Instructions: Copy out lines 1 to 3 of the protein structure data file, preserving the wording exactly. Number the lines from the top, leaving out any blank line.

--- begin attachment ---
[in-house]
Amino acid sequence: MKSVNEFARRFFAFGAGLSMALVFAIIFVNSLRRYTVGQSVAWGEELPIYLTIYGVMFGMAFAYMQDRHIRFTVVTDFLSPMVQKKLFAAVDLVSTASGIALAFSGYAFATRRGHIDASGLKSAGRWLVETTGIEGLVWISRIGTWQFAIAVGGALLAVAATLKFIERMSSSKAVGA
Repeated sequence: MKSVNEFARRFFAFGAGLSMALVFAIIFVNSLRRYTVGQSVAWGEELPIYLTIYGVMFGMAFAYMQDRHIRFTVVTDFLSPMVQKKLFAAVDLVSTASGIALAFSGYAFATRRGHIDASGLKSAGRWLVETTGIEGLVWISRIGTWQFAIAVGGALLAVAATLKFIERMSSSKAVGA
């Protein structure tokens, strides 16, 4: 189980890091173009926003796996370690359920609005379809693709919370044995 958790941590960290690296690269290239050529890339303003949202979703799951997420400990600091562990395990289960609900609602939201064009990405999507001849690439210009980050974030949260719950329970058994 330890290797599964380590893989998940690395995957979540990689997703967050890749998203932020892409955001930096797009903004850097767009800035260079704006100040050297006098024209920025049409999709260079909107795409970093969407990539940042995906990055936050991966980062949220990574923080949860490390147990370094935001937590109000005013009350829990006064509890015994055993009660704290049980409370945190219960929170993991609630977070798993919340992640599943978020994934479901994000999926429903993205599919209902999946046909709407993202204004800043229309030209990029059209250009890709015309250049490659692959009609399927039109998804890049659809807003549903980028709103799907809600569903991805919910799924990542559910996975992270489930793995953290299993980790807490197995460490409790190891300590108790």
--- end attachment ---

[in-house]
Amino acid sequence: MKSVNEFARRFFAFGAGLSMALVFAIIFVNSLRRYTVGQSVAWGEELPIYLTIYGVMFGMAFAYMQDRHIRFTVVTDFLSPMVQKKLFAAVDLVSTASGIALAFSGYAFATRRGHIDASGLKSAGRWLVETTGIEGLVWISRIGTWQFAIAVGGALLAVAATLKFIERMSSSKAVGA
Repeated sequence: MKSVNEFARRFFAFGAGLSMALVFAIIFVNSLRRYTVGQSVAWGEELPIYLTIYGVMFGMAFAYMQDRHIRFTVVTDFLSPMVQKKLFAAVDLVSTASGIALAFSGYAFATRRGHIDASGLKSAGRWLVETTGIEGLVWISRIGTWQFAIAVGGALLAVAATLKFIERMSSSKAVGA